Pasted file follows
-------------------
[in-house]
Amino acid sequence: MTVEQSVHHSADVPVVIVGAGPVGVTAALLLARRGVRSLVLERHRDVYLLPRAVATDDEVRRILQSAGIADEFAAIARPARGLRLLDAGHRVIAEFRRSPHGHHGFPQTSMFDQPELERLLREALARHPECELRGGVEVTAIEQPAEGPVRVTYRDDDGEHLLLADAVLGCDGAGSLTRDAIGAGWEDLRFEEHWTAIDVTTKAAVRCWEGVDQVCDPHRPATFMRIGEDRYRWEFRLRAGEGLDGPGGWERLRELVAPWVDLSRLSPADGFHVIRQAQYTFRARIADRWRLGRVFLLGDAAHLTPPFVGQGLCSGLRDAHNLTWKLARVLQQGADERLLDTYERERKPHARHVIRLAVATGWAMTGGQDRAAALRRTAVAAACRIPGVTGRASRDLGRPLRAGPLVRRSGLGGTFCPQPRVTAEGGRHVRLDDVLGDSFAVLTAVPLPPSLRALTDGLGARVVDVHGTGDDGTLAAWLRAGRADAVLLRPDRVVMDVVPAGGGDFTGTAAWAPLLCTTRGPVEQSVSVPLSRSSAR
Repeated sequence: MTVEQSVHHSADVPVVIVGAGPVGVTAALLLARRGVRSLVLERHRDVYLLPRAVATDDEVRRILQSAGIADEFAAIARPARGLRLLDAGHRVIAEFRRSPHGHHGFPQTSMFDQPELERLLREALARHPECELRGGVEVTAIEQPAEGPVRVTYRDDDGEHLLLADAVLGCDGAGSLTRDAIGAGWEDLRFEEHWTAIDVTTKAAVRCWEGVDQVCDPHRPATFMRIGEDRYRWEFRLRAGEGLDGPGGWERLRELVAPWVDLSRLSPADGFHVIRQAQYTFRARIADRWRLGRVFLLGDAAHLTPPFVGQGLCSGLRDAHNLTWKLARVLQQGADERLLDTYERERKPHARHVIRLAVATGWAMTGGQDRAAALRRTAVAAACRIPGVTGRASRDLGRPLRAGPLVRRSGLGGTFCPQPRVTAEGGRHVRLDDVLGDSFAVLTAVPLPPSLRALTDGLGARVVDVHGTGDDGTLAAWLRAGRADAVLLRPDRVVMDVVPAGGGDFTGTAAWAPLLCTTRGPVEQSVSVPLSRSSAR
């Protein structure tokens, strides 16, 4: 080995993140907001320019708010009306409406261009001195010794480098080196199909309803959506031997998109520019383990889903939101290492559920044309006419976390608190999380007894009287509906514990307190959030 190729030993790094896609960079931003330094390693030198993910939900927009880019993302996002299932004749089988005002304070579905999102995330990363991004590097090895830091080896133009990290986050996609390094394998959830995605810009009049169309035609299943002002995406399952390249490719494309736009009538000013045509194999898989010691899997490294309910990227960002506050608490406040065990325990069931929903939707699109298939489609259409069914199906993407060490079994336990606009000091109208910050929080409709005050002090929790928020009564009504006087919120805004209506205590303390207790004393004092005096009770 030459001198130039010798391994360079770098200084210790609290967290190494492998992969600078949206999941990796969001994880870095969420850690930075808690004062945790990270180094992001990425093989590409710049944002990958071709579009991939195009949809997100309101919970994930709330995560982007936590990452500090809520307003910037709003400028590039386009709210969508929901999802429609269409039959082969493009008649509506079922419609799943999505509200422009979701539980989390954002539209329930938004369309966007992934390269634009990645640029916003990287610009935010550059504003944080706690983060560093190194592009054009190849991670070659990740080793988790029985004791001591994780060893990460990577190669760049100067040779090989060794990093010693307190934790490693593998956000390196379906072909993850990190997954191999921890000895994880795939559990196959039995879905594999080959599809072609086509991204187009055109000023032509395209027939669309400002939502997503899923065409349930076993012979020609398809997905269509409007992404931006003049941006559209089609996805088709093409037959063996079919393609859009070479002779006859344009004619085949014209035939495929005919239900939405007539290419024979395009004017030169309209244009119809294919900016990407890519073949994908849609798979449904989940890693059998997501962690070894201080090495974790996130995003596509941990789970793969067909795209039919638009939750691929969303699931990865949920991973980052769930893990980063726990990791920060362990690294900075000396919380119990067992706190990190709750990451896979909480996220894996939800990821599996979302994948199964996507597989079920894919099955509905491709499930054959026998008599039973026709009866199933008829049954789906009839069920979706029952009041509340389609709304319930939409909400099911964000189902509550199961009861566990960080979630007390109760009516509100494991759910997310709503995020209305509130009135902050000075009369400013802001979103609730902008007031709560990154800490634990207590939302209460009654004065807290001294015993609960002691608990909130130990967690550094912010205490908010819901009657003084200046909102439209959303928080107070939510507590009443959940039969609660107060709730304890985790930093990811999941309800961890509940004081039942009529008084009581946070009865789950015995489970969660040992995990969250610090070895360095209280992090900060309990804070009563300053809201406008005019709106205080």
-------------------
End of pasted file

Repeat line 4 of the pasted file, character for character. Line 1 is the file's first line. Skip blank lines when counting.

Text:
């Protein structure tokens, strides 16, 4: 080995993140907001320019708010009306409406261009001195010794480098080196199909309803959506031997998109520019383990889903939101290492559920044309006419976390608190999380007894009287509906514990307190959030 190729030993790094896609960079931003330094390693030198993910939900927009880019993302996002299932004749089988005002304070579905999102995330990363991004590097090895830091080896133009990290986050996609390094394998959830995605810009009049169309035609299943002002995406399952390249490719494309736009009538000013045509194999898989010691899997490294309910990227960002506050608490406040065990325990069931929903939707699109298939489609259409069914199906993407060490079994336990606009000091109208910050929080409709005050002090929790928020009564009504006087919120805004209506205590303390207790004393004092005096009770 030459001198130039010798391994360079770098200084210790609290967290190494492998992969600078949206999941990796969001994880870095969420850690930075808690004062945790990270180094992001990425093989590409710049944002990958071709579009991939195009949809997100309101919970994930709330995560982007936590990452500090809520307003910037709003400028590039386009709210969508929901999802429609269409039959082969493009008649509506079922419609799943999505509200422009979701539980989390954002539209329930938004369309966007992934390269634009990645640029916003990287610009935010550059504003944080706690983060560093190194592009054009190849991670070659990740080793988790029985004791001591994780060893990460990577190669760049100067040779090989060794990093010693307190934790490693593998956000390196379906072909993850990190997954191999921890000895994880795939559990196959039995879905594999080959599809072609086509991204187009055109000023032509395209027939669309400002939502997503899923065409349930076993012979020609398809997905269509409007992404931006003049941006559209089609996805088709093409037959063996079919393609859009070479002779006859344009004619085949014209035939495929005919239900939405007539290419024979395009004017030169309209244009119809294919900016990407890519073949994908849609798979449904989940890693059998997501962690070894201080090495974790996130995003596509941990789970793969067909795209039919638009939750691929969303699931990865949920991973980052769930893990980063726990990791920060362990690294900075000396919380119990067992706190990190709750990451896979909480996220894996939800990821599996979302994948199964996507597989079920894919099955509905491709499930054959026998008599039973026709009866199933008829049954789906009839069920979706029952009041509340389609709304319930939409909400099911964000189902509550199961009861566990960080979630007390109760009516509100494991759910997310709503995020209305509130009135902050000075009369400013802001979103609730902008007031709560990154800490634990207590939302209460009654004065807290001294015993609960002691608990909130130990967690550094912010205490908010819901009657003084200046909102439209959303928080107070939510507590009443959940039969609660107060709730304890985790930093990811999941309800961890509940004081039942009529008084009581946070009865789950015995489970969660040992995990969250610090070895360095209280992090900060309990804070009563300053809201406008005019709106205080």